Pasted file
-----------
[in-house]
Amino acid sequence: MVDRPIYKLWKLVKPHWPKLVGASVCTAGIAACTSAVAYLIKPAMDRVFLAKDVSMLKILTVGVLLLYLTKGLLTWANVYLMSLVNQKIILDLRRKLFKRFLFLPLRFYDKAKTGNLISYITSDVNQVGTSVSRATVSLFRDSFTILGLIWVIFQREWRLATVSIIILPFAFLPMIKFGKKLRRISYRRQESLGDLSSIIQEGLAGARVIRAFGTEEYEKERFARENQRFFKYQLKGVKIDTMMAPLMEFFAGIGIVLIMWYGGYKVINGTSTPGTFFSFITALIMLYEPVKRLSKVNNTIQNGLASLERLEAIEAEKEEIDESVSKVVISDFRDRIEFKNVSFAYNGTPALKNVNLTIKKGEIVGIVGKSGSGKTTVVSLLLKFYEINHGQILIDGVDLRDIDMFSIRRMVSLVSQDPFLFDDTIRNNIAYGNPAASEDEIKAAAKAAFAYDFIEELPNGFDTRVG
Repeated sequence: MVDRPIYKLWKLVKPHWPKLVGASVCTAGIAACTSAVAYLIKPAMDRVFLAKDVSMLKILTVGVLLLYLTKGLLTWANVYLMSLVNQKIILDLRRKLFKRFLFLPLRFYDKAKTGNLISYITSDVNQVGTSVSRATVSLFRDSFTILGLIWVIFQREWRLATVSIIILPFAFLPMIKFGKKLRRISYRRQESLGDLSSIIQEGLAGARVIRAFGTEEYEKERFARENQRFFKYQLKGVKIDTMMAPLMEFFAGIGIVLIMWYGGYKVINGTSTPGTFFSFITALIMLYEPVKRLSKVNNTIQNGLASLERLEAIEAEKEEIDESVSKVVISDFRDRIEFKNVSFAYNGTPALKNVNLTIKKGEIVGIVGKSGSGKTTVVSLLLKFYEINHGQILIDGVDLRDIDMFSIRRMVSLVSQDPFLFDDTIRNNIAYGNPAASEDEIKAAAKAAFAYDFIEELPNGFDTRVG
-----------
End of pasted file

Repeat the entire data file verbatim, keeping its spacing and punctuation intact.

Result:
[in-house]
Amino acid sequence: MVDRPIYKLWKLVKPHWPKLVGASVCTAGIAACTSAVAYLIKPAMDRVFLAKDVSMLKILTVGVLLLYLTKGLLTWANVYLMSLVNQKIILDLRRKLFKRFLFLPLRFYDKAKTGNLISYITSDVNQVGTSVSRATVSLFRDSFTILGLIWVIFQREWRLATVSIIILPFAFLPMIKFGKKLRRISYRRQESLGDLSSIIQEGLAGARVIRAFGTEEYEKERFARENQRFFKYQLKGVKIDTMMAPLMEFFAGIGIVLIMWYGGYKVINGTSTPGTFFSFITALIMLYEPVKRLSKVNNTIQNGLASLERLEAIEAEKEEIDESVSKVVISDFRDRIEFKNVSFAYNGTPALKNVNLTIKKGEIVGIVGKSGSGKTTVVSLLLKFYEINHGQILIDGVDLRDIDMFSIRRMVSLVSQDPFLFDDTIRNNIAYGNPAASEDEIKAAAKAAFAYDFIEELPNGFDTRVG
Repeated sequence: MVDRPIYKLWKLVKPHWPKLVGASVCTAGIAACTSAVAYLIKPAMDRVFLAKDVSMLKILTVGVLLLYLTKGLLTWANVYLMSLVNQKIILDLRRKLFKRFLFLPLRFYDKAKTGNLISYITSDVNQVGTSVSRATVSLFRDSFTILGLIWVIFQREWRLATVSIIILPFAFLPMIKFGKKLRRISYRRQESLGDLSSIIQEGLAGARVIRAFGTEEYEKERFARENQRFFKYQLKGVKIDTMMAPLMEFFAGIGIVLIMWYGGYKVINGTSTPGTFFSFITALIMLYEPVKRLSKVNNTIQNGLASLERLEAIEAEKEEIDESVSKVVISDFRDRIEFKNVSFAYNGTPALKNVNLTIKKGEIVGIVGKSGSGKTTVVSLLLKFYEINHGQILIDGVDLRDIDMFSIRRMVSLVSQDPFLFDDTIRNNIAYGNPAASEDEIKAAAKAAFAYDFIEELPNGFDTRVG